Imagine There’s No Autos, It’s Easy If You Try

Few cities consider themselves as progressive as San Francisco, so it’s only slightly surprising to find out that officials there are considering limiting the use of “private cars” on Market Street in order to increase the flow of busses, pedestrians and cyclists.

While I don’t live in San Fran, I spend more time there than any other big city, and I’ve done more riding there than any other metropolis, and I can scarcely count the number of times I’ve been almost struck and killed by vehicles on Market. I’m a pretty savvy urban cyclist but I go out of my way to avoid that thoroughfare while in the area.


Even suggesting that Market Street be made off-limits to cars is a massive move, it’s akin to the idea of converting part of Manhattan’s Broadway into a pedestrian mall and it’s not likely to happen quickly. Still, the city is looking at plans to take the busiest two-mile stretch of roadway (from Van Ness to the Embarcadero) into a car-free zone.

Tilly Chang, deputy director of planning for the S.F. County Transportation Authority says of the project “having been a great street, Market Street has the scale, the social and historical significance, the architectural profile and the infrastructure, and hence the potential, to be great once again.” Run-on sentences aside, that’s a sweeping statement about a street that goes from posh shopping to porn-theater in under two blocks but it indicates San Francisco’s desire to reclaim the streets from cars, and with that action reclaim the grandeur of the heart of the city.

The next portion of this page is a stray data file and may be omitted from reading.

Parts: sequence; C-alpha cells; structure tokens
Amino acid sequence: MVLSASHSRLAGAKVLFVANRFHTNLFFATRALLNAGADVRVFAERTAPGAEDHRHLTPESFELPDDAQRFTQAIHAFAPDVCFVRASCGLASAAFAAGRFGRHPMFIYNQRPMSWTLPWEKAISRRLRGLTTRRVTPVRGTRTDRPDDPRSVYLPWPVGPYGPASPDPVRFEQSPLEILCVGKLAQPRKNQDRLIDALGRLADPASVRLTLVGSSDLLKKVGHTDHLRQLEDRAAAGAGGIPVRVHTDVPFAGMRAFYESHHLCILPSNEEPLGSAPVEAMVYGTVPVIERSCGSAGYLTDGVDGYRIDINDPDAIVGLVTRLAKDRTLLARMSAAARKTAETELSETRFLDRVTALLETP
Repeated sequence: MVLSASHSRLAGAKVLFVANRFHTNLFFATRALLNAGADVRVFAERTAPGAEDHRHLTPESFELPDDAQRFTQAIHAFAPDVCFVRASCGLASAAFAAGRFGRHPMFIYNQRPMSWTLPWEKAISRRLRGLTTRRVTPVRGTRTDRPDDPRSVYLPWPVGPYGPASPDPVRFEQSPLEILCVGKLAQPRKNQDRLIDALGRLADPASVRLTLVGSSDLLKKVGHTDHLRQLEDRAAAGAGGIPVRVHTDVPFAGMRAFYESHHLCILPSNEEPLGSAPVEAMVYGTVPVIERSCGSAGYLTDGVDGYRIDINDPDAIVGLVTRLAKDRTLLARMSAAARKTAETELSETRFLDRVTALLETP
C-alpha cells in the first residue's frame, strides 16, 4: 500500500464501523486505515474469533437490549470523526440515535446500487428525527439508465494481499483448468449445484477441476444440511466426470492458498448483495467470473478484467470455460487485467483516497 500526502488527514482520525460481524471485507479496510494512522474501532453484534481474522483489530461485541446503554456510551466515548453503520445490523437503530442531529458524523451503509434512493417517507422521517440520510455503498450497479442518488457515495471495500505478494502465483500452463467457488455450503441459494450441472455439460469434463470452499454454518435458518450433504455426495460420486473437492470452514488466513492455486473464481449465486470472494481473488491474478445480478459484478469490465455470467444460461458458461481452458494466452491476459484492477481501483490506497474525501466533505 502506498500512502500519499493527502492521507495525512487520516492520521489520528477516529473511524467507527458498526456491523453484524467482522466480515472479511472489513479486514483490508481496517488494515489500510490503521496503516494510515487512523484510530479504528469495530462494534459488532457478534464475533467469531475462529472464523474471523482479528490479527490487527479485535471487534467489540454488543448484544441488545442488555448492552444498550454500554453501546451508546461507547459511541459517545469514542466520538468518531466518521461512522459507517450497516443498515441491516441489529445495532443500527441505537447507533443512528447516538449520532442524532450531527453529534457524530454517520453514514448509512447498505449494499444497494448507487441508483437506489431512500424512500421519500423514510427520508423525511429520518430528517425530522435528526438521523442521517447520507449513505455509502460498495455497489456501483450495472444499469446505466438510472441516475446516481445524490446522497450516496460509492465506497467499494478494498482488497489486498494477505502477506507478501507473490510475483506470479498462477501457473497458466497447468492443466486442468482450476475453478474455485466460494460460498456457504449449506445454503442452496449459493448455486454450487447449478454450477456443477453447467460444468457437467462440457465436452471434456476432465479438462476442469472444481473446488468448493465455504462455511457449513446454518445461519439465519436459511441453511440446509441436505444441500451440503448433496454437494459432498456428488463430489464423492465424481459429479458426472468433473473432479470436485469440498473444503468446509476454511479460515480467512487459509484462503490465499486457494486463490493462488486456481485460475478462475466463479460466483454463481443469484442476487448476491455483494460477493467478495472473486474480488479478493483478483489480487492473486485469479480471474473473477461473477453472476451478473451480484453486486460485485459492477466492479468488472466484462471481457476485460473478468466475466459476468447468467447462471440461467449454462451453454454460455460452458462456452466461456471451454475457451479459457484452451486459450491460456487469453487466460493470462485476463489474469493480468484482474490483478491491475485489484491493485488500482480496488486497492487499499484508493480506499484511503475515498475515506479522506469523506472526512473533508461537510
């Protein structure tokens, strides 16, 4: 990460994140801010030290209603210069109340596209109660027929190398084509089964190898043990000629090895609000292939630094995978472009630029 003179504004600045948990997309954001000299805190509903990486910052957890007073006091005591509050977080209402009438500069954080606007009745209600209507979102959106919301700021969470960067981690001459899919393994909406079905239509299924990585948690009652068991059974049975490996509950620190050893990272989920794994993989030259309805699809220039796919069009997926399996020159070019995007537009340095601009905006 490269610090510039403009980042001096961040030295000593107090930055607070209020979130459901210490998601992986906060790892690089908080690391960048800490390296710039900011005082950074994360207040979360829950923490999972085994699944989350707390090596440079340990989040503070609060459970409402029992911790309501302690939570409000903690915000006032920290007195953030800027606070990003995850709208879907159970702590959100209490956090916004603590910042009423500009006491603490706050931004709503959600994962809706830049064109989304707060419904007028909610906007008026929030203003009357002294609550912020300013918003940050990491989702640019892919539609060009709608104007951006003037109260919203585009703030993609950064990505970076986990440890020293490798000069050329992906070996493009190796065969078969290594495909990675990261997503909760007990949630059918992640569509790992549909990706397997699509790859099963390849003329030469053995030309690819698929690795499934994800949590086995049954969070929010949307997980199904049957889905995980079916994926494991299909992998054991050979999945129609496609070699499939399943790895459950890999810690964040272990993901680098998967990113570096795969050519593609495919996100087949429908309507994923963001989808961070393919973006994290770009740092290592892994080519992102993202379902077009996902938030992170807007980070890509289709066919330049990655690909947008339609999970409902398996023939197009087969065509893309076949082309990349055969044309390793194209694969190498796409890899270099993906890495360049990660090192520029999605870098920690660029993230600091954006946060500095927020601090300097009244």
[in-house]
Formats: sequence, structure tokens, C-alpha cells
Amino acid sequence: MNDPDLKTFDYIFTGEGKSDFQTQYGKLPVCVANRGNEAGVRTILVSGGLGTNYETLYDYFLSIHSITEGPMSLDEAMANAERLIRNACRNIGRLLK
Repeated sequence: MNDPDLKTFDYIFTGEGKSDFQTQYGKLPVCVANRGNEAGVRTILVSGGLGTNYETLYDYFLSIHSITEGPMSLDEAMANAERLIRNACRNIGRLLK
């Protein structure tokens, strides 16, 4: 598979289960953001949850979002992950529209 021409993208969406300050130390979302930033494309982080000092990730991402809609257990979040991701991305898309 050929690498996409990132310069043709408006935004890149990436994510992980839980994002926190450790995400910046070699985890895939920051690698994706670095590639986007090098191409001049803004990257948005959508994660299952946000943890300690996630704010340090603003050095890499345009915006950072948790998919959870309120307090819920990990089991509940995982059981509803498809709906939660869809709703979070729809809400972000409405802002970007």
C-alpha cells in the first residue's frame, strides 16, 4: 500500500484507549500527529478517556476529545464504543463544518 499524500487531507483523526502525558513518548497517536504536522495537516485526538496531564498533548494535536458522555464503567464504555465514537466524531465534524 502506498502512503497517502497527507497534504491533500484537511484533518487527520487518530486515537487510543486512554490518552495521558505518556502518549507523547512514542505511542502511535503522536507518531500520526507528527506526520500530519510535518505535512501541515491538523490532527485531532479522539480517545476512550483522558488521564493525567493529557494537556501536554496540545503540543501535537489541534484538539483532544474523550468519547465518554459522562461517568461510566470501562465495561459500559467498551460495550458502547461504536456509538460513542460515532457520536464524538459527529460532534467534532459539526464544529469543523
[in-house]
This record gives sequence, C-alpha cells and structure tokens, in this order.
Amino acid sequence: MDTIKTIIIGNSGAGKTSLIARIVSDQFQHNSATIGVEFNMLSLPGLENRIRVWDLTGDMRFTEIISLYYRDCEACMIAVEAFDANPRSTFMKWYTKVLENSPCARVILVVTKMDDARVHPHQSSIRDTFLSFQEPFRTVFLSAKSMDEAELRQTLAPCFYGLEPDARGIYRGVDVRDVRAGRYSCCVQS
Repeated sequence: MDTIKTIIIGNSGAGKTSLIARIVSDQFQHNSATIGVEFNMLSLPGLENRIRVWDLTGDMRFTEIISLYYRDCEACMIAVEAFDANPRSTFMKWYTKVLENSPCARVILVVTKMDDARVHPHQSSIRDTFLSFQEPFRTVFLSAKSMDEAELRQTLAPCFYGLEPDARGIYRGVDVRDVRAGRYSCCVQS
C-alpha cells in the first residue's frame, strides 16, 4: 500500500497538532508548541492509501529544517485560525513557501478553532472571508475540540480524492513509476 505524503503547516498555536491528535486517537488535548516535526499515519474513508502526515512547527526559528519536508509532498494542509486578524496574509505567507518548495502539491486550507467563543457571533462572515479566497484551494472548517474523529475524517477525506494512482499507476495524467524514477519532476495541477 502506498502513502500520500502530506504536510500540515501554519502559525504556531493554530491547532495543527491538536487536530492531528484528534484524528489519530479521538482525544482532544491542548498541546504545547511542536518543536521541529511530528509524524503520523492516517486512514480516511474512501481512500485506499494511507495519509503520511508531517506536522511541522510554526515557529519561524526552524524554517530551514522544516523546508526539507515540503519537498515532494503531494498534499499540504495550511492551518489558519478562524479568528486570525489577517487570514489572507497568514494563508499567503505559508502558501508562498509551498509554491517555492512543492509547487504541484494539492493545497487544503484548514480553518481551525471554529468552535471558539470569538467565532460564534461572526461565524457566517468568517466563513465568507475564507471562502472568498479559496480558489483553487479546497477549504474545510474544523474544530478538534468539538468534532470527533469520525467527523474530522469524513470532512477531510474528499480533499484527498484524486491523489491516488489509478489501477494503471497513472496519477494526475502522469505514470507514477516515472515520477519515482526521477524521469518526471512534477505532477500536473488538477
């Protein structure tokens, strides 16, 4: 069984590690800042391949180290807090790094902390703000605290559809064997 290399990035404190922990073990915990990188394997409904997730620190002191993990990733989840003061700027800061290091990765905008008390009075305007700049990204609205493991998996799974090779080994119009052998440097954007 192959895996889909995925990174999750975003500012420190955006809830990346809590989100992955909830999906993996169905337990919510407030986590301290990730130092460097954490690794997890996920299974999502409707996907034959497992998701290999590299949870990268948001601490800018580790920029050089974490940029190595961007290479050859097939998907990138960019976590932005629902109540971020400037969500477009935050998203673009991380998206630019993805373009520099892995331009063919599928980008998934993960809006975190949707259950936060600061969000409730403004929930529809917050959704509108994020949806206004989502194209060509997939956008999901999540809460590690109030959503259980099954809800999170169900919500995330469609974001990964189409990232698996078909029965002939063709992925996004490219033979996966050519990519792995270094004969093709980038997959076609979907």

For the next few months Ms. Chang’s authority will look at problems that the restrictions would cause on nearby streets, (personally I think it would cause calamity for tons of motorists, which is exactly what author Tom Vanderbilt says is needed to move people to mass transit in his book Traffic, so I’m all for it.

While the plan, first suggested by mayor Willie Brown, died in its original incarnation, this time it seems to have (ahem) legs and might actually move forward as the mayor of San Francisco, Gavin Newsom says he’d approve the changes if studies show that they wouldn’t hurt businesses in the area. (You don’t want to hurt the business at Market Street Cinemas after all.)

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